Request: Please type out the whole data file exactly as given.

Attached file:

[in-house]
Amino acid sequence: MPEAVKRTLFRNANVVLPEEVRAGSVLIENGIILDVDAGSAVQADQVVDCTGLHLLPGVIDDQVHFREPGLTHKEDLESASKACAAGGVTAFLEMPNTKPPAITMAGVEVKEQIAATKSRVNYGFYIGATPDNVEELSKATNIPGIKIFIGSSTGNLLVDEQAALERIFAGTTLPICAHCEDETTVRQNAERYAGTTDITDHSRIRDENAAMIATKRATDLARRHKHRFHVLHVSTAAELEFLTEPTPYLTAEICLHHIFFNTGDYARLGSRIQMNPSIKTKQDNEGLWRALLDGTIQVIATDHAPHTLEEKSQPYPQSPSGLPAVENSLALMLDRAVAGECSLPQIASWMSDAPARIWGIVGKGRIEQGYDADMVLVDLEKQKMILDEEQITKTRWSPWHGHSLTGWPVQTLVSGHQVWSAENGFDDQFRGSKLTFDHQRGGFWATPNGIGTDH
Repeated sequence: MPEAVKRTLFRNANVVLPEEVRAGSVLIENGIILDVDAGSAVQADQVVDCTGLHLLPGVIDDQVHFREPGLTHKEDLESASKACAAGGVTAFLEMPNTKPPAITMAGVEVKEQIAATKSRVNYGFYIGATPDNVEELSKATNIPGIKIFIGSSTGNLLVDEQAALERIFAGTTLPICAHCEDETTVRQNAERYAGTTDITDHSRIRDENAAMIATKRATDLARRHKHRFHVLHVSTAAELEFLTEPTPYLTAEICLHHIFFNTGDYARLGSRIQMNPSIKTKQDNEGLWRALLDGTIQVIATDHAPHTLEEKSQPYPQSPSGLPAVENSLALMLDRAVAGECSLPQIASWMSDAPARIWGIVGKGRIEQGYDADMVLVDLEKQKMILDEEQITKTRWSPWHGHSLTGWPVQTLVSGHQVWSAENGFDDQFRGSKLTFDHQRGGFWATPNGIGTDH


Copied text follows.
[in-house]
Amino acid sequence: MPEAVKRTLFRNANVVLPEEVRAGSVLIENGIILDVDAGSAVQADQVVDCTGLHLLPGVIDDQVHFREPGLTHKEDLESASKACAAGGVTAFLEMPNTKPPAITMAGVEVKEQIAATKSRVNYGFYIGATPDNVEELSKATNIPGIKIFIGSSTGNLLVDEQAALERIFAGTTLPICAHCEDETTVRQNAERYAGTTDITDHSRIRDENAAMIATKRATDLARRHKHRFHVLHVSTAAELEFLTEPTPYLTAEICLHHIFFNTGDYARLGSRIQMNPSIKTKQDNEGLWRALLDGTIQVIATDHAPHTLEEKSQPYPQSPSGLPAVENSLALMLDRAVAGECSLPQIASWMSDAPARIWGIVGKGRIEQGYDADMVLVDLEKQKMILDEEQITKTRWSPWHGHSLTGWPVQTLVSGHQVWSAENGFDDQFRGSKLTFDHQRGGFWATPNGIGTDH
Repeated sequence: MPEAVKRTLFRNANVVLPEEVRAGSVLIENGIILDVDAGSAVQADQVVDCTGLHLLPGVIDDQVHFREPGLTHKEDLESASKACAAGGVTAFLEMPNTKPPAITMAGVEVKEQIAATKSRVNYGFYIGATPDNVEELSKATNIPGIKIFIGSSTGNLLVDEQAALERIFAGTTLPICAHCEDETTVRQNAERYAGTTDITDHSRIRDENAAMIATKRATDLARRHKHRFHVLHVSTAAELEFLTEPTPYLTAEICLHHIFFNTGDYARLGSRIQMNPSIKTKQDNEGLWRALLDGTIQVIATDHAPHTLEEKSQPYPQSPSGLPAVENSLALMLDRAVAGECSLPQIASWMSDAPARIWGIVGKGRIEQGYDADMVLVDLEKQKMILDEEQITKTRWSPWHGHSLTGWPVQTLVSGHQVWSAENGFDDQFRGSKLTFDHQRGGFWATPNGIGTDH